It was a very good seminar. But anybody who stands up and talks about Dalibor Vesely takes a risk, a big one, since there is always going to be a disciple in the room. I've had to deal with it since, roughly, nineteen eighty four, my first encounter; they are strong people, but I've never believed them.
It was perhaps the acceptable face of post-modernism, that something lost should be regained, but I could never find divine revelation in a rooflight, much less heal the city by shading my drawings in. I may be too dumb. Even my friend Scott fights shy on taking on phenomenology, shaking his head and suggesting I look it up in wikipedia as we sit in the pub.
Their argument is conspicuously religious, but I'm not sure that politics is subservient to the transcendental, because practically speaking I've met plenty of architects whose transcendentalism was conspicuously political, in that their own circumstances conspicuously carved their opinions. It's chicken and egg (even if phenomenologists believe it isn't). Both Dalibor and Daniel Libeskind were exile genius's from the workers paradise, where the church fostered rebellion. And of course Dalibor is an expert and enthusisast for the baroque, that baroque of Loyola, that architecture intended to instruct, perhaps to save. Joseph Rykwert even tried to design modernist churches in his youth. Being materialist of mind, this is not for me. After all so many phenomenologically minded architects seem particularly devoted to the materialistic in the other sense, since those revelations certainly don't come cheap.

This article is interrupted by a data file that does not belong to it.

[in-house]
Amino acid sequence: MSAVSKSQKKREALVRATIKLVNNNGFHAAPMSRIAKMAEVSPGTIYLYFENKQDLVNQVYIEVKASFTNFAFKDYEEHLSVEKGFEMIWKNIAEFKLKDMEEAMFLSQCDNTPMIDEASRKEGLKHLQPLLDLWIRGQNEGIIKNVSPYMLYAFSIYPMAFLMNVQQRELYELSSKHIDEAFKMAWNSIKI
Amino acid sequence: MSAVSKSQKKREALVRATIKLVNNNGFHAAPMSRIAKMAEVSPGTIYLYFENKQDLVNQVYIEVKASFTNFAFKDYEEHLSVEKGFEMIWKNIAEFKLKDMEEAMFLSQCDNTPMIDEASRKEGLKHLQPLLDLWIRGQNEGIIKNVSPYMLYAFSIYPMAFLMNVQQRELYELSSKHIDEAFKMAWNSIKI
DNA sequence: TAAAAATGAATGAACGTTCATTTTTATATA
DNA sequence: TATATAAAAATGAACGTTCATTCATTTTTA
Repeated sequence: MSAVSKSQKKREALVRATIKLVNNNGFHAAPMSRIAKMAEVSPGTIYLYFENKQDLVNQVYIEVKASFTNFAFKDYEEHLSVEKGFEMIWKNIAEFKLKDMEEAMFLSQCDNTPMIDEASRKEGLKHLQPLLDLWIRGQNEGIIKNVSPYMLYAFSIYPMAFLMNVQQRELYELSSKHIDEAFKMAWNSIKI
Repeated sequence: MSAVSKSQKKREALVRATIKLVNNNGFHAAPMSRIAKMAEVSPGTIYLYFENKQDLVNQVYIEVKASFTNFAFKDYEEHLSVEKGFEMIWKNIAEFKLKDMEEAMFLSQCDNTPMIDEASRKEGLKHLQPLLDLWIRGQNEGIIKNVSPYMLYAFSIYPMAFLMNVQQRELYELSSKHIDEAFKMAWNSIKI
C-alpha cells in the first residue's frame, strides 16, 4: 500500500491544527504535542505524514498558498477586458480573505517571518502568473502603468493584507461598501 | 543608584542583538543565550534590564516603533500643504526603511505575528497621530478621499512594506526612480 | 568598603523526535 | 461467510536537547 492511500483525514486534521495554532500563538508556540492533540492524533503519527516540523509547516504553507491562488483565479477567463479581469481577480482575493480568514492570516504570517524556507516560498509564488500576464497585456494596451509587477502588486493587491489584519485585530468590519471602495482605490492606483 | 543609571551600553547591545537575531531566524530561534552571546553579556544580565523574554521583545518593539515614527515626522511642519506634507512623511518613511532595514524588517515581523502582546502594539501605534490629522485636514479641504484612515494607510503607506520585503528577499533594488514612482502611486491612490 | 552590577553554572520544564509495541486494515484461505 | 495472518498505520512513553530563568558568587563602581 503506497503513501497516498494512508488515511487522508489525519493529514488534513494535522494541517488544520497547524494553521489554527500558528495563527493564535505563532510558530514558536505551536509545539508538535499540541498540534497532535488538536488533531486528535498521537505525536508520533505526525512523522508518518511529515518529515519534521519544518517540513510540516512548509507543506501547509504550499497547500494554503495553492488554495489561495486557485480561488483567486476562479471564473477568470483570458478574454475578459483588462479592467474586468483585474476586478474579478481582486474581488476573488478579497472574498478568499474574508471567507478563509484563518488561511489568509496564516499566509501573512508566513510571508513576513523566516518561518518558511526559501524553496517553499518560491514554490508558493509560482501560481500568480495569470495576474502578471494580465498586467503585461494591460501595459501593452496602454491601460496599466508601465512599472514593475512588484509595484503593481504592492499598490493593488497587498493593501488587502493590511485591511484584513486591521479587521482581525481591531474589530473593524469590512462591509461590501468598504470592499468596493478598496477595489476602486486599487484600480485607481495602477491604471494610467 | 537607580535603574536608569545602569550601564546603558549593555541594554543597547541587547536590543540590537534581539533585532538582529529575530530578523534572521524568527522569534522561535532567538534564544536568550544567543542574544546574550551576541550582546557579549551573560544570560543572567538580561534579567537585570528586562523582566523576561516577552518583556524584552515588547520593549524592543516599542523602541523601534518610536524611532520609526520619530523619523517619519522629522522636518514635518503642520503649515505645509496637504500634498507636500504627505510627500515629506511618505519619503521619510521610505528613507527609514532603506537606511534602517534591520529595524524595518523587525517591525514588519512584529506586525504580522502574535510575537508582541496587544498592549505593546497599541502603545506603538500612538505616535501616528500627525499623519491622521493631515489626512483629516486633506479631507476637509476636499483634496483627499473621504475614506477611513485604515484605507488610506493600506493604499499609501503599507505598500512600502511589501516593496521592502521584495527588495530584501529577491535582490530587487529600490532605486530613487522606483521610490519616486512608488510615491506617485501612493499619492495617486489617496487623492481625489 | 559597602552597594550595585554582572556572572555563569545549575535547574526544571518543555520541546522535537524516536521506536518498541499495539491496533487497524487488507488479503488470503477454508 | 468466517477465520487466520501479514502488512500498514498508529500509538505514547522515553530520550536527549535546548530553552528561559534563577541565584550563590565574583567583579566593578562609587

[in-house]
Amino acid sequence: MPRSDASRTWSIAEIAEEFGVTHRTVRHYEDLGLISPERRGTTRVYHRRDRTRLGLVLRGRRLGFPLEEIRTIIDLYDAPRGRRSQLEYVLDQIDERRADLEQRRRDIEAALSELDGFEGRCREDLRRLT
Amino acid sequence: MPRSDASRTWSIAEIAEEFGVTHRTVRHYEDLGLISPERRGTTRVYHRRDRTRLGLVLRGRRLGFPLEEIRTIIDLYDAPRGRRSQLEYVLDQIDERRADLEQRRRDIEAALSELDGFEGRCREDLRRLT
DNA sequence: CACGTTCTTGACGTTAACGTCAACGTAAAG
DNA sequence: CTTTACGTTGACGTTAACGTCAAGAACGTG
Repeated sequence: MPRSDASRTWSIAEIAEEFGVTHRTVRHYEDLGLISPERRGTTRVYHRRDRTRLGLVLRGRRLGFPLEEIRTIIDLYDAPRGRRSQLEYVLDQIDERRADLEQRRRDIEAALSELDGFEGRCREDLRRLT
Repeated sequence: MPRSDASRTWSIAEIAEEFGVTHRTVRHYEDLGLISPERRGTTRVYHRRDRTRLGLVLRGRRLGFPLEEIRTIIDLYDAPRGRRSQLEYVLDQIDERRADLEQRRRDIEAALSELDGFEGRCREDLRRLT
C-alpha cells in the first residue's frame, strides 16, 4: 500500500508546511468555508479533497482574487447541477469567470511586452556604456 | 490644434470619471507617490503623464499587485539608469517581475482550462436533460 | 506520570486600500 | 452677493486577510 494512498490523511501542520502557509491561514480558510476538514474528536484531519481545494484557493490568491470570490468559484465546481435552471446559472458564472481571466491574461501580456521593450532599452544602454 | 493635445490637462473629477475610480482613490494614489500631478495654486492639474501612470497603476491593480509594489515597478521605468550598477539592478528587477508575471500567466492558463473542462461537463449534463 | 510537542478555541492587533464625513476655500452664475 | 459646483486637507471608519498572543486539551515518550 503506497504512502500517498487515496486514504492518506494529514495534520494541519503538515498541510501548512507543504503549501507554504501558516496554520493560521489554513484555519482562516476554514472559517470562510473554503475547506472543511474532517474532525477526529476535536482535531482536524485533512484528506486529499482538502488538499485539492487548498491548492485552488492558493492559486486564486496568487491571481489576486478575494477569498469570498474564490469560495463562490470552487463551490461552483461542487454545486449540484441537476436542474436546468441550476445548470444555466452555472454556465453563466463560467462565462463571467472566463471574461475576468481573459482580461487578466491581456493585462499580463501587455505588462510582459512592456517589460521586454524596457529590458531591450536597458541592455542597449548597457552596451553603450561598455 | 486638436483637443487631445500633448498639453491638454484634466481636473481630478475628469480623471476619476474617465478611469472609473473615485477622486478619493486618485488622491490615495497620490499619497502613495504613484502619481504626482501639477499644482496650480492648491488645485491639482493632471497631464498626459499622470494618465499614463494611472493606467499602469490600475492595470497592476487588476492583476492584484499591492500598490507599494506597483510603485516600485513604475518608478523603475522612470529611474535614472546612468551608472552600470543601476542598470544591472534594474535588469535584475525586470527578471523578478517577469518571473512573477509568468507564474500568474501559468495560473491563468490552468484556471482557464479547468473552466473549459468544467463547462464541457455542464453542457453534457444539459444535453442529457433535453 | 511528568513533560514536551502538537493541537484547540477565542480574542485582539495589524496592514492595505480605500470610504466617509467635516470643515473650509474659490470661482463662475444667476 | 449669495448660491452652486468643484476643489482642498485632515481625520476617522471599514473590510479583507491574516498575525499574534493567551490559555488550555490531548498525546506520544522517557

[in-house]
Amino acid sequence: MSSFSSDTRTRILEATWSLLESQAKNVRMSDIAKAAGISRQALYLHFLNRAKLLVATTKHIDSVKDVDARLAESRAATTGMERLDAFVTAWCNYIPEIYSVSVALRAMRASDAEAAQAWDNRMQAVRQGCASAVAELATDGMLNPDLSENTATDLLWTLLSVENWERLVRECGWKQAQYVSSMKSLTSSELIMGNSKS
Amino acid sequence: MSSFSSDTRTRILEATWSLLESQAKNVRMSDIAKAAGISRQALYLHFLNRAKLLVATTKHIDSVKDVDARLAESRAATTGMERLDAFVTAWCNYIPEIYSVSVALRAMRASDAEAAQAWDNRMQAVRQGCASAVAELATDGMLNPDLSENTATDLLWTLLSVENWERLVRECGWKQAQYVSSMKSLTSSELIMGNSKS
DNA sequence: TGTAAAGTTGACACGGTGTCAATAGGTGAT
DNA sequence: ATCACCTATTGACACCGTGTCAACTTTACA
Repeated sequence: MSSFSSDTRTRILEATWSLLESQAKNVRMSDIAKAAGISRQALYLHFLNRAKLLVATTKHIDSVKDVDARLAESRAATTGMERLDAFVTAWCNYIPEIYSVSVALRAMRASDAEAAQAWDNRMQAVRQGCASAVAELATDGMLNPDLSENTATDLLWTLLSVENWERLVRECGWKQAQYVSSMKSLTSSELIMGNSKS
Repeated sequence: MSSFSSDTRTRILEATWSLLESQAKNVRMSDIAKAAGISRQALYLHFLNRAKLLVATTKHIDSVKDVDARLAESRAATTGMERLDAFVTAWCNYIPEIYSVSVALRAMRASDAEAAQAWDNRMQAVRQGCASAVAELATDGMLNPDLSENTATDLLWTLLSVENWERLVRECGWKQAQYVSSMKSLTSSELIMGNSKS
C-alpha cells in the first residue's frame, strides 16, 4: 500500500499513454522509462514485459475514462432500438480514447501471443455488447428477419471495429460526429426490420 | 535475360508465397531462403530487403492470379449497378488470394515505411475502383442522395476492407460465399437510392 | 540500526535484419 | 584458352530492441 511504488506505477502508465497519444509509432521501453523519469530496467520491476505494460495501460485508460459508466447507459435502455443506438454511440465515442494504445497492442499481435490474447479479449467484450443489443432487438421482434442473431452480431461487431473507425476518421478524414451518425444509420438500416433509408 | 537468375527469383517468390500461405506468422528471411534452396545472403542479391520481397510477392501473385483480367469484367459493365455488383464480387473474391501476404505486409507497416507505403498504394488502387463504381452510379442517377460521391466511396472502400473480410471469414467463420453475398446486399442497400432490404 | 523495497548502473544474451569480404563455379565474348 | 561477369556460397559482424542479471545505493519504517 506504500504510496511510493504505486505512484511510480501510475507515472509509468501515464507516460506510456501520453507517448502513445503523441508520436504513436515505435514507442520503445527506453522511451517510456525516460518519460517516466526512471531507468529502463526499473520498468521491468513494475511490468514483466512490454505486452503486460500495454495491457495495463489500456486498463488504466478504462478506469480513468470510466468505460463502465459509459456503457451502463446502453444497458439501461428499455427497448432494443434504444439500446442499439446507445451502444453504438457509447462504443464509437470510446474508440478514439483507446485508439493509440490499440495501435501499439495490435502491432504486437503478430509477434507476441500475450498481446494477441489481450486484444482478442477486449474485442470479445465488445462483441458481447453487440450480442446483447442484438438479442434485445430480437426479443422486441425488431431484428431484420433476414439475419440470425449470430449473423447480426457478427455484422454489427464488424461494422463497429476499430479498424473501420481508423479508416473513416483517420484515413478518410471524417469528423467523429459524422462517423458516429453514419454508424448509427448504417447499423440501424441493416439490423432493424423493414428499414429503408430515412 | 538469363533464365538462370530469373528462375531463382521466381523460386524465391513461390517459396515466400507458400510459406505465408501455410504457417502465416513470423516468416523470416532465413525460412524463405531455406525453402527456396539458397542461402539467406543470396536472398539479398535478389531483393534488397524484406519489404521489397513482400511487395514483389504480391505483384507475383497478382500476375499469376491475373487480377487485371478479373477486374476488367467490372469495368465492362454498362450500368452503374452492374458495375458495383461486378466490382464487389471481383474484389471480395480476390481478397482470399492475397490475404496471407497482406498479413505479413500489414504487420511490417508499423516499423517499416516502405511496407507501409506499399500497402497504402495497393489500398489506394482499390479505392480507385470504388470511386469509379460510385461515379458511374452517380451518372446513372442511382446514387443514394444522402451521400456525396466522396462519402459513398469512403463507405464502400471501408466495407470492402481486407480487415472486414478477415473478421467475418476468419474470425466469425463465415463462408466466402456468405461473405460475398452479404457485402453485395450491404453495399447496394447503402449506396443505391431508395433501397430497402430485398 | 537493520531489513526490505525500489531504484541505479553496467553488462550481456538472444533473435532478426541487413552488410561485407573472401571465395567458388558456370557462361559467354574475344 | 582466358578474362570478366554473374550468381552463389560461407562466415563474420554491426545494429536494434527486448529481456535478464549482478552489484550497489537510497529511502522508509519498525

So I would prefer it if we said we would fix the city rather than heal it, and allow room for a little less piety, and a bit more filth.